Everything about Shanghai is dark: the theme, the script and the settings. The director, Dibakar Banerji, known for his off-beat handling of off-beat themes in his previous films (for example in KHOSLA KA GHOSLA) seems to have gone overboard on painting everything in this movie in various hues of dark to perhaps convey an idea of the dark world which we live in. Sample this: even the Chief Minister’s office room (which normally has a lot of light coming in during the day) is shown poorly lit and that too with a table lamp with the Chief Minister operating out of a table in a dark corner! The question therefore is: Can dark be beautiful?
SHANGHAI’s story is very plain; it has no scenes shot in Shanghai; the story has no base there. Instead it is used here to connote urban development and the ugly dealings of the politicians who seem to be keen to pursue this task at any cost. We have had cinematic scripts in the past showing how the land sharks are out to grab the land from the poor to meet their selfish needs of real estate development and how our hero battles it all. SHANGHAI is different from the earlier presentations, because it has no glamour, no drama, no punch-laden dialogues and no histrionics. Therefore, SHANGHAI, despite its intentions does not impact the audience in the manner in which Govind Nihalani’s ARDHSATYA did several years back.
SHANGHAI does have its share of pluses as well. It is short (less than two hours); the song BHARATMATA KI JAI has enough sarcasm in its lyrics to make every Indian squirm and the portrayals by all the actors are restrained and dignified. Abhay Deol, as the Tamilian bureaucrat does well in a flat role and Kalki Koechlin carries the same expression throughout the movie. The others in the cast do justice to what is demanded in the script, but Emran Hashmi’s portrayal stands out as the best in the movie. Playing the role of an amateur videographer shooting amorous interactions, Emran imbues his role with just the required amount of crudity and conscience. And unlike in other films of his, where he is shown to be on the prowl always to do a lip-lock sequence, Emran in Shanghai is shown as someone who turns down this opportunity even when the lady in the scene leads him on!!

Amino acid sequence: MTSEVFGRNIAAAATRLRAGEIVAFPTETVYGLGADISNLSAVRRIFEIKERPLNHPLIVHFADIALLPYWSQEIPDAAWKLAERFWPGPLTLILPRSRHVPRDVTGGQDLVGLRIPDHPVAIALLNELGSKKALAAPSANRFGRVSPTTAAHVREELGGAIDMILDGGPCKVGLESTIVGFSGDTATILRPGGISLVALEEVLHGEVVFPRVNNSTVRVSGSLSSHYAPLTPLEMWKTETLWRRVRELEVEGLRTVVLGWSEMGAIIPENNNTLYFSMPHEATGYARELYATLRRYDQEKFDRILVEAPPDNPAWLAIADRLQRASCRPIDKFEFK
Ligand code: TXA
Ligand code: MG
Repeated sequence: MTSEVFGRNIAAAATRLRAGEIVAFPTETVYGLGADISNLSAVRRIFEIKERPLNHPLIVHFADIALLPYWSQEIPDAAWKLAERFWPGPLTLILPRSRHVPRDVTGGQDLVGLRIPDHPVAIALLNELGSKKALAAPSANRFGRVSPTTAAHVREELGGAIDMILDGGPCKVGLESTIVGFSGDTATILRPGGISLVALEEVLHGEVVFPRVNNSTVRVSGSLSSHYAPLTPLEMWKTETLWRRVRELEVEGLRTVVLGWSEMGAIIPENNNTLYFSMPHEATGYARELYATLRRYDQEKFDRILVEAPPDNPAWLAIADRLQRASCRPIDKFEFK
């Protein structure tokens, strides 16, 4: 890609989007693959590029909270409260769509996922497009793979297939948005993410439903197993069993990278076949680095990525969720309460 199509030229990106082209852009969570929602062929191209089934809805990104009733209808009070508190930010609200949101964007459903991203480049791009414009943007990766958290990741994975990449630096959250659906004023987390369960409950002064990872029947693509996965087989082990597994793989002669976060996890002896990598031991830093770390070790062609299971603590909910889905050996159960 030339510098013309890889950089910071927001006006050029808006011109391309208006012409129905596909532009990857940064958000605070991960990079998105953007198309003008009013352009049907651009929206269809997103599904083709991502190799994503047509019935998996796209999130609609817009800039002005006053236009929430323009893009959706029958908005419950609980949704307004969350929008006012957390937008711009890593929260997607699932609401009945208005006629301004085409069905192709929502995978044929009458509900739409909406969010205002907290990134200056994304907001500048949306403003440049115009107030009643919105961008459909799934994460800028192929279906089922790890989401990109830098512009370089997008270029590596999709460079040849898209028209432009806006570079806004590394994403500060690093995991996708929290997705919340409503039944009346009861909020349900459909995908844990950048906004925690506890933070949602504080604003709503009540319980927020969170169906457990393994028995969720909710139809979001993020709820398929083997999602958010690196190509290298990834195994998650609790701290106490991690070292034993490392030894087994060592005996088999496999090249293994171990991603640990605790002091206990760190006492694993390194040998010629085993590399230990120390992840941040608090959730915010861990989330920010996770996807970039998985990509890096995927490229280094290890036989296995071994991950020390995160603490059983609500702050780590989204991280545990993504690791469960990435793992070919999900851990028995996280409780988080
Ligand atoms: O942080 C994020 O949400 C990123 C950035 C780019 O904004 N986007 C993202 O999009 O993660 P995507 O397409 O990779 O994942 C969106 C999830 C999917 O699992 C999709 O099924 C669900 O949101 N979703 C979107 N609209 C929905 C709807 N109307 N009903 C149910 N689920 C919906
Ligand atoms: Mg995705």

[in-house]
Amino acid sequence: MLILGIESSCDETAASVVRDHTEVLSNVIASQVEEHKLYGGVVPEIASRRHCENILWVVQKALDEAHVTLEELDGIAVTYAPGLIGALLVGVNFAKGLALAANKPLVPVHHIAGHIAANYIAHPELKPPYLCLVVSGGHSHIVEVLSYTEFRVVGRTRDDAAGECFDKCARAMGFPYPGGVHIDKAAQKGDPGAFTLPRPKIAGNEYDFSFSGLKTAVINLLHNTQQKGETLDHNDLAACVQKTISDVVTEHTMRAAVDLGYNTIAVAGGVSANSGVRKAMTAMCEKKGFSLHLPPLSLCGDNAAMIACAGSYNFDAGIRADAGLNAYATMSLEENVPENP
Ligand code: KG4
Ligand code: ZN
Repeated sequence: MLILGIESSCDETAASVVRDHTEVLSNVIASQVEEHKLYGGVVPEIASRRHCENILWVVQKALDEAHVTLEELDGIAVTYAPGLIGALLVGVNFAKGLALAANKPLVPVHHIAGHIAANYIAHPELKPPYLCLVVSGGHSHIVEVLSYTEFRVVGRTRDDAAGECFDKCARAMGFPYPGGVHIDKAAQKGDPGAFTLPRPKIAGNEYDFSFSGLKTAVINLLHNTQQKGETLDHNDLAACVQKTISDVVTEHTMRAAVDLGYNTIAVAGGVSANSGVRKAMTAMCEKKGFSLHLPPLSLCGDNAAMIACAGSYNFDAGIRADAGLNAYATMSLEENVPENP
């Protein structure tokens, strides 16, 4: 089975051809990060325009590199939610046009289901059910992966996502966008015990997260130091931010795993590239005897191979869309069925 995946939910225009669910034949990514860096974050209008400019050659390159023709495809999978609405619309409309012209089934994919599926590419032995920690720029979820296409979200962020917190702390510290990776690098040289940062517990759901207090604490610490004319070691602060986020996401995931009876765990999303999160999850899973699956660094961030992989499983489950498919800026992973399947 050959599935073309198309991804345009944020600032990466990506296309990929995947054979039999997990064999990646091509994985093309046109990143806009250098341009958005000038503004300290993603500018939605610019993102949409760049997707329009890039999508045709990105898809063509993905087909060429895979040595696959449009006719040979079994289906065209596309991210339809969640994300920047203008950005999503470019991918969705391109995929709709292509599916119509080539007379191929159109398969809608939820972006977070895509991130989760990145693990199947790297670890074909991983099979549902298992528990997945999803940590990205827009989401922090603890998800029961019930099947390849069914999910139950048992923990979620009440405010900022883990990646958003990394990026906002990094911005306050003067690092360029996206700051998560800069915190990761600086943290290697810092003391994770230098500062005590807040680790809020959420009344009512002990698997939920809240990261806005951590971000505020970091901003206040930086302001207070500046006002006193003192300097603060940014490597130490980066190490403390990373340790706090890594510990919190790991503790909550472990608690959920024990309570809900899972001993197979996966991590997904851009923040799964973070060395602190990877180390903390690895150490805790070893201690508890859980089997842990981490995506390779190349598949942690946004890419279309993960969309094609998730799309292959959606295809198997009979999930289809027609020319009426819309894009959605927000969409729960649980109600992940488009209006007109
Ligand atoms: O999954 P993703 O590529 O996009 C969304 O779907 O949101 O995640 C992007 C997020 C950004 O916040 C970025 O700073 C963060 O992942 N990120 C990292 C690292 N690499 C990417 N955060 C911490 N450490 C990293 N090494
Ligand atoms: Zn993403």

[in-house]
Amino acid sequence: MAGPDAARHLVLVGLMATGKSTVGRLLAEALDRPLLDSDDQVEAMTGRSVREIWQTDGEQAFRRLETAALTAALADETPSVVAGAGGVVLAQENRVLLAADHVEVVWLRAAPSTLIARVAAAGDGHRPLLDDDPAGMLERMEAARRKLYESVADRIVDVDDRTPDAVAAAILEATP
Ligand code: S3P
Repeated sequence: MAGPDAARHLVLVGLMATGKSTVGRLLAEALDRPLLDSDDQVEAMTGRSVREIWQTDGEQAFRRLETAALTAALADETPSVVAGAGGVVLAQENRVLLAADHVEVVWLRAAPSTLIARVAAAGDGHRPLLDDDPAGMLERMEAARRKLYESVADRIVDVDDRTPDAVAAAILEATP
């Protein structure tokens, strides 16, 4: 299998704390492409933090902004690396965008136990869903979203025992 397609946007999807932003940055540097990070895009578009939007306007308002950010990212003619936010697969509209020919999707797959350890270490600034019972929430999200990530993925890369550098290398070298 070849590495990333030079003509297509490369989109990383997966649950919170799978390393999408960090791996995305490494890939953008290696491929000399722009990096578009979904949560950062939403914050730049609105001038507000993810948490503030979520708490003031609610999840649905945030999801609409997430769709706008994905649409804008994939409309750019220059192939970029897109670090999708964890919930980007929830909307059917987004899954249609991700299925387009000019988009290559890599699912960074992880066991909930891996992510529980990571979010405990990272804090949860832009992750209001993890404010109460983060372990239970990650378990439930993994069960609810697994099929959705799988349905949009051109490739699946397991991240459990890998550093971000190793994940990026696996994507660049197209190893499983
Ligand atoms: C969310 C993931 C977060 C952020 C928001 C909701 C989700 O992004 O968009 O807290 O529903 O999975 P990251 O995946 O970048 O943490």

If only Dibakar had tweaked the story (credited to be based on a Greek movie Z), to include elements to make the audience sit up and awaken the latent conscience, then NFDC (the government owned body which has part financed this venture) could also have felt happy at having achieved something. In it absence, SHANGHAI becomes a well produced documentary!
RATING: 2.5 out of 5
June 13, 2012

About The eternally happy Vijay

A cheerful person who loves watching and reviewing movies and indulges in random writings!
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